Time Lord!3klnXNcRlQ No.42068264
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I've been slogging through books this year (clearing out my Nan's collection, plus was gifted some), so sure, here's this pile next to me and some others I read recently:
>The Complete Fox (Les Stocker)
Factual book about foxes by someone who looks after and rehabilitates wild animals in the UK, and it's pretty good! Author doesn't have a good understanding of statistics*, but it was still informative and interesting.
>And the Policeman Smiled (Barry Turner)
Another factual one, this time about the evacuation and managing of child refugees from Nazi Germany. It wasn't fantastically-well written and some chapters dragged with how poorly they were constructed, but overall it was highly depressing, e.g. the bureaucracy that lost children their lives; desperate people hoping that, if they waited a bit longer, they wouldn't lose all their belongings, and suddenly realising that they and their families were trapped; the problematic creation of Palestine with issues that are STILL GOING ON; the abuse many suffered in the care system; and so on. There's a little anecdote at the end where someone returned to Germany after the war and, seeing a familiar face, remembers themselves to the person, only to be met with a "they should have killed the lot off you off" attitude. Humanity can be pretty damn tragic...
Anyway, onto fictional things:
>Truth or Dare (Celia Rees)
Story about a kid solving a family mystery that I kept hoping it would turn into horror/fantasy, but it didn't. Would give it points for having autistic characters (albeit one very cliché one) without putting it into a spotlight, but the last chapter was basically just a list of facts and stereotypes.
>Hans Christian Andersen's fairy tales
Emphasis on the 'Christian', what most surprised me was 'The Little Mermaid', since one of my childhood friends told me, when I was little, that they were cross about Disney's version making it all about a mermaid who had nothing better to do than be lovesick, whereas I would now argue that Disney played that down a LOT: Hans' titular mermaid sacrifices her life and soul to trying (and failing) to impress a boy. Cheery!
>F. A. Steel's fairy tales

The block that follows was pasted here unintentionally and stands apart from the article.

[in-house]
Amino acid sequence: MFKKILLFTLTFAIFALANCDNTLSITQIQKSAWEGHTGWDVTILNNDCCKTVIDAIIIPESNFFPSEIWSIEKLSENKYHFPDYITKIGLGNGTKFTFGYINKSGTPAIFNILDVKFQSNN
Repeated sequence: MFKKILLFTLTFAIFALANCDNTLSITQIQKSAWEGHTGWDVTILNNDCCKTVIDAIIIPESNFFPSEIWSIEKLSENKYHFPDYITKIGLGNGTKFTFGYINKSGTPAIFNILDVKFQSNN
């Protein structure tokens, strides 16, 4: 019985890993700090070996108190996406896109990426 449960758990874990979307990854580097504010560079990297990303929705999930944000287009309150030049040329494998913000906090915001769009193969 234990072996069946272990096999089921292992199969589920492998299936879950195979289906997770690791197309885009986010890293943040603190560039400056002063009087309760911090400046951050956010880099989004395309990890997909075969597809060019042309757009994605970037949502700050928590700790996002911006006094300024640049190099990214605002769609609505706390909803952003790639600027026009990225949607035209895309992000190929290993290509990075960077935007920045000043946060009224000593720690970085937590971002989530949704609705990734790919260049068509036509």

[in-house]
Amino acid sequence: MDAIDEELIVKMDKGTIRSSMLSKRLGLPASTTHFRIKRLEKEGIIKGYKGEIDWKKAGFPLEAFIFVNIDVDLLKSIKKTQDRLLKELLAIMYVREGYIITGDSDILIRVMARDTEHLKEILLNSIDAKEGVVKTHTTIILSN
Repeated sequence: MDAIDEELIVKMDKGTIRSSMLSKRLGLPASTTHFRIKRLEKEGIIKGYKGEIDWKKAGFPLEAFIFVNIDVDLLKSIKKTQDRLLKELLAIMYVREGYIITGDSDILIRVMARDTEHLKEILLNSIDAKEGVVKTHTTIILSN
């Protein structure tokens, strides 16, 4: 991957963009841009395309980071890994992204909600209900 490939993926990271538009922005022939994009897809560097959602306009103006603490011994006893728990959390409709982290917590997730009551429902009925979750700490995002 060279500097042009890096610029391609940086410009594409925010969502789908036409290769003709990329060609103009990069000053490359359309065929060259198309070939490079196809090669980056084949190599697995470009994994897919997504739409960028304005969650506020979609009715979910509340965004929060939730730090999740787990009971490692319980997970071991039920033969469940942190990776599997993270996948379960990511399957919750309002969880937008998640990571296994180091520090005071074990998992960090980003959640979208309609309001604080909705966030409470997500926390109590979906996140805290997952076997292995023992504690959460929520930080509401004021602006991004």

Here's a woman who REALLY wanted kids to read about death! Example: in her version, Red Riding Hood gets eaten and that's the end of that. 'Mr Fox' is one of Steel's that could certainly do with more recognition though!
>West of Widdershins (Barbara Sleigh)
Fairy-tale-espe stories by an author who has strong opinions on what young women should do with their lives. It got a bit repetitive.
>The Secret Garden (Frances Hodgson Burnett):
The first half had its moments, but I was not aware this classic was so very Christian. It's less subtle than the Narnia Chronicles! Eesh. Last chapter doesn't quite deliver the emotional punch it should, either.
I've never been a big fan of these, but reading them all together, plus some analysis at the end, helped give me more appreciation for the set.
>The King of the Golden River (John Ruskin)
Fairy-tale-espe story that was entirely fine. I won't be keeping the book, but it was definitely a thing.
>Love of Seven Dolls (Paul Gallico)
I am not at all sure who this is aimed at! It's about a girl who joins a circus' puppet show (talking to the puppets and taking on different roles in the plays), and the description of the puppet plays and the puppets' interactions with the girl (they're separate personalities from the puppeteer) are pretty engaging and fun, but then it's also got a whole bunch of carnival rape thrown in, so it's probably not aimed at kids. Spoilers as this is so confusing/frustrating and I don't recommend reading the book: At the end, instead of running off with the handsome young athlete who fought for her, the girl talks to the puppets again and the puppeteer who'd been physically, sexually, and verbally abusing her all this time confesses his love, so she stays with him forever. The end!
>The Magic Fiddler (Claude Aubry)
French-Canadian folk tales, very similar to the Irish ones I've read in that most every one stars the devil in a boring way. Learnt that 'porpoise' means 'sea-pig' (pig-fish) though, and that's something I hadn't noticed before!
>West Country Folk Tales (Llywelyn W. Maddock)
Can't actually remember this one much (I read it a few months ago), but it's one of the non-gift books I'm keeping, so I guess these were more fun? Despite my critical attitude, I am very into fairy tales and folk lore, so it's not a big surprise. I think they were suitably distinct from others.
>Harald: First of the Vikings (Young)
Vikings! Haha, I couldn't really get into it, but it did seem like the type of story that'd do well as a film and, at a glance, I think that's what the Vikings TV series IS doing? Fair.
>Mary Deare (Hammond Innes)
I'll end on a proper novel that I did quite enjoy (though I didn't keep it). It's about mysteries and shipwrecks in the mid 1900s, and I thought it held together pretty well. Not the type of thing I normally go for (I like horror and fantasy), but it was a fun change to instead picture the protagonists dealing with great sinking ships and dangerous rock formations.
I hadn't read much more than short stories online and (excessive amounts of) webcomics for quite a while, so all in all I think I'm doing pretty well! A lot of my Nan's books were easy to dismiss as 'miserable fiction about children during the war', 'miserable fiction about young women not enjoying family life', and/or 'miserable fiction about people returning to their home towns and thinking over what could have been' (bonus points for when they were about ALL of those things).
Not sure I'd call any of these books must-reads unless you're particularly into fairy/folk tales, though.